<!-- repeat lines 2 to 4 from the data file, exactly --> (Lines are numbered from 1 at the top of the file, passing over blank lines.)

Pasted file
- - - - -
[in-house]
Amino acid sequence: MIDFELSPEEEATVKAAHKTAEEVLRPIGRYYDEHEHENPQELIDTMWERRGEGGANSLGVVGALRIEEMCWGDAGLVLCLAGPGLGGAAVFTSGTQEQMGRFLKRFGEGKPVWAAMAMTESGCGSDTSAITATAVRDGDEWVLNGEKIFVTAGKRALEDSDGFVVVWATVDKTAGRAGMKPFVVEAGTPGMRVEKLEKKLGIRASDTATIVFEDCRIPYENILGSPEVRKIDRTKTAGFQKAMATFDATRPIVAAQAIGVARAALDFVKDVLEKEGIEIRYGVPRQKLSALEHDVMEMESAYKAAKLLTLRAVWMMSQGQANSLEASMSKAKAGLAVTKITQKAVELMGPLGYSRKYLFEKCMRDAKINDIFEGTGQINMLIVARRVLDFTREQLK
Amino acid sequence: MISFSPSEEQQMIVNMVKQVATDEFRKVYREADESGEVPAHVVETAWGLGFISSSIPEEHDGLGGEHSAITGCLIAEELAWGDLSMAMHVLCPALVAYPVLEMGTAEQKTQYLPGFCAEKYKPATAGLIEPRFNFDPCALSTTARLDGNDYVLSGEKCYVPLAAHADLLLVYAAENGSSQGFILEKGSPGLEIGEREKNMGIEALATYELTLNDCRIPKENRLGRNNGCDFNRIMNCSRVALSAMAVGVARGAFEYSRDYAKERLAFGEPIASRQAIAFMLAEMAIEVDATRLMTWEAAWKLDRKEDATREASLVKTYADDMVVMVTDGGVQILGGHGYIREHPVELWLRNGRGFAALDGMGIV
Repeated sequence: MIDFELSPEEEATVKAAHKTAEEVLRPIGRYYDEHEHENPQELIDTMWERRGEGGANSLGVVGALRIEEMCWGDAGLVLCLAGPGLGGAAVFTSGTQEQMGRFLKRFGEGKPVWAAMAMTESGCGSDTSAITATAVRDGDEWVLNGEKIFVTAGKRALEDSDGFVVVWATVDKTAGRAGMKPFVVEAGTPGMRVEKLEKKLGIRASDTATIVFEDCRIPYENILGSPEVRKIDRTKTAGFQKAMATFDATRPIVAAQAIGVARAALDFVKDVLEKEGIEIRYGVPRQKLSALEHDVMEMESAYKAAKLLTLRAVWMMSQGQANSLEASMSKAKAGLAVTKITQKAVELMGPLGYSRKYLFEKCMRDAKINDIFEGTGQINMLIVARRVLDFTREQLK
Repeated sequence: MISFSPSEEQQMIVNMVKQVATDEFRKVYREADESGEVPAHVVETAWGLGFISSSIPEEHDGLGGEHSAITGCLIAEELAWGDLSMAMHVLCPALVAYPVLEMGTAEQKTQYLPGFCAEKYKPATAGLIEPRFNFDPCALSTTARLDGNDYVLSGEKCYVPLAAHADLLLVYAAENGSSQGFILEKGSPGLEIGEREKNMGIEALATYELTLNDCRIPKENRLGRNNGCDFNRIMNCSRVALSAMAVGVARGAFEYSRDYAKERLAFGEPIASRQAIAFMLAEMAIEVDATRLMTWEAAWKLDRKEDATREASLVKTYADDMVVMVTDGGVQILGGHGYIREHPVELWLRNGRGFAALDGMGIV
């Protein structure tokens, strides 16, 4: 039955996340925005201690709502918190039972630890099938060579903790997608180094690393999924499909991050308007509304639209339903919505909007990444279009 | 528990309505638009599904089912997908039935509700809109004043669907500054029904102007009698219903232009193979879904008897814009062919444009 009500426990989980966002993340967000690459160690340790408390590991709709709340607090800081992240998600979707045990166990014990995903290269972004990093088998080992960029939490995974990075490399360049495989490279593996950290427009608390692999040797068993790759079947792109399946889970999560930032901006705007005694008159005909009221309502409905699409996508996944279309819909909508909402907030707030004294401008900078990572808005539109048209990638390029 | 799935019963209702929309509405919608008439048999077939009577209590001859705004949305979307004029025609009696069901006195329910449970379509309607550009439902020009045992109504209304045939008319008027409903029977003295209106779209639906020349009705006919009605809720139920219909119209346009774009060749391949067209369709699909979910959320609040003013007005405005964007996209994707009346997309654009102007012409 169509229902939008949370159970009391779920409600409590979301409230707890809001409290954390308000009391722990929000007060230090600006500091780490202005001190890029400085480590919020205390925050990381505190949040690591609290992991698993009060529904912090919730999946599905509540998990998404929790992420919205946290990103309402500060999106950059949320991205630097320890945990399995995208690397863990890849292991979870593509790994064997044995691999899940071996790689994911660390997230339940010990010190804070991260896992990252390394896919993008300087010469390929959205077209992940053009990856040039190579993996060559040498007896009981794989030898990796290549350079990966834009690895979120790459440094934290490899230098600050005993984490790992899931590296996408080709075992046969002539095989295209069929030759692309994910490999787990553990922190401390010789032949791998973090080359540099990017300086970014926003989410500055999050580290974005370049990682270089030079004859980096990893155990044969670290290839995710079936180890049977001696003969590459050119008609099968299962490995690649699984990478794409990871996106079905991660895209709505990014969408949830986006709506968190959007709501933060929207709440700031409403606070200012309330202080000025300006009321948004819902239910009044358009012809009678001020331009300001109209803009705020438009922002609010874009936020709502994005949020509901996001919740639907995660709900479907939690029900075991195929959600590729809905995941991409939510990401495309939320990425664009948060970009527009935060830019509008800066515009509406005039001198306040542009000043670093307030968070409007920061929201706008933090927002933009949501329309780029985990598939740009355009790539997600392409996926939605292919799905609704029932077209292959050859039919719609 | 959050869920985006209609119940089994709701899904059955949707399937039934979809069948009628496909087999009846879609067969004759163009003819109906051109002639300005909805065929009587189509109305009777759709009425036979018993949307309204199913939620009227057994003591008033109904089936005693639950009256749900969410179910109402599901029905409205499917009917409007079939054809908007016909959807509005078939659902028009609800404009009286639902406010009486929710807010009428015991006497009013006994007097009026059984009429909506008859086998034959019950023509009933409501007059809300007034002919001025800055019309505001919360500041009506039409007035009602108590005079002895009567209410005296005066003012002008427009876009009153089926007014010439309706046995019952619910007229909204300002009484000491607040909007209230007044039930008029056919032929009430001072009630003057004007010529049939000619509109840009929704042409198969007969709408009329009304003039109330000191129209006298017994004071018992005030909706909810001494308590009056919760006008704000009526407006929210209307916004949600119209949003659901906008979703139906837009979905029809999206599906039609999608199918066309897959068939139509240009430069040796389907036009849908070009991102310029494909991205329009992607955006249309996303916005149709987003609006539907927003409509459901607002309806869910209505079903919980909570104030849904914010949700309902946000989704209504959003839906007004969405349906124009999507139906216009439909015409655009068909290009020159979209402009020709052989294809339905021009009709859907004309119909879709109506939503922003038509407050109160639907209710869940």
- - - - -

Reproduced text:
Amino acid sequence: MIDFELSPEEEATVKAAHKTAEEVLRPIGRYYDEHEHENPQELIDTMWERRGEGGANSLGVVGALRIEEMCWGDAGLVLCLAGPGLGGAAVFTSGTQEQMGRFLKRFGEGKPVWAAMAMTESGCGSDTSAITATAVRDGDEWVLNGEKIFVTAGKRALEDSDGFVVVWATVDKTAGRAGMKPFVVEAGTPGMRVEKLEKKLGIRASDTATIVFEDCRIPYENILGSPEVRKIDRTKTAGFQKAMATFDATRPIVAAQAIGVARAALDFVKDVLEKEGIEIRYGVPRQKLSALEHDVMEMESAYKAAKLLTLRAVWMMSQGQANSLEASMSKAKAGLAVTKITQKAVELMGPLGYSRKYLFEKCMRDAKINDIFEGTGQINMLIVARRVLDFTREQLK
Amino acid sequence: MISFSPSEEQQMIVNMVKQVATDEFRKVYREADESGEVPAHVVETAWGLGFISSSIPEEHDGLGGEHSAITGCLIAEELAWGDLSMAMHVLCPALVAYPVLEMGTAEQKTQYLPGFCAEKYKPATAGLIEPRFNFDPCALSTTARLDGNDYVLSGEKCYVPLAAHADLLLVYAAENGSSQGFILEKGSPGLEIGEREKNMGIEALATYELTLNDCRIPKENRLGRNNGCDFNRIMNCSRVALSAMAVGVARGAFEYSRDYAKERLAFGEPIASRQAIAFMLAEMAIEVDATRLMTWEAAWKLDRKEDATREASLVKTYADDMVVMVTDGGVQILGGHGYIREHPVELWLRNGRGFAALDGMGIV
Repeated sequence: MIDFELSPEEEATVKAAHKTAEEVLRPIGRYYDEHEHENPQELIDTMWERRGEGGANSLGVVGALRIEEMCWGDAGLVLCLAGPGLGGAAVFTSGTQEQMGRFLKRFGEGKPVWAAMAMTESGCGSDTSAITATAVRDGDEWVLNGEKIFVTAGKRALEDSDGFVVVWATVDKTAGRAGMKPFVVEAGTPGMRVEKLEKKLGIRASDTATIVFEDCRIPYENILGSPEVRKIDRTKTAGFQKAMATFDATRPIVAAQAIGVARAALDFVKDVLEKEGIEIRYGVPRQKLSALEHDVMEMESAYKAAKLLTLRAVWMMSQGQANSLEASMSKAKAGLAVTKITQKAVELMGPLGYSRKYLFEKCMRDAKINDIFEGTGQINMLIVARRVLDFTREQLK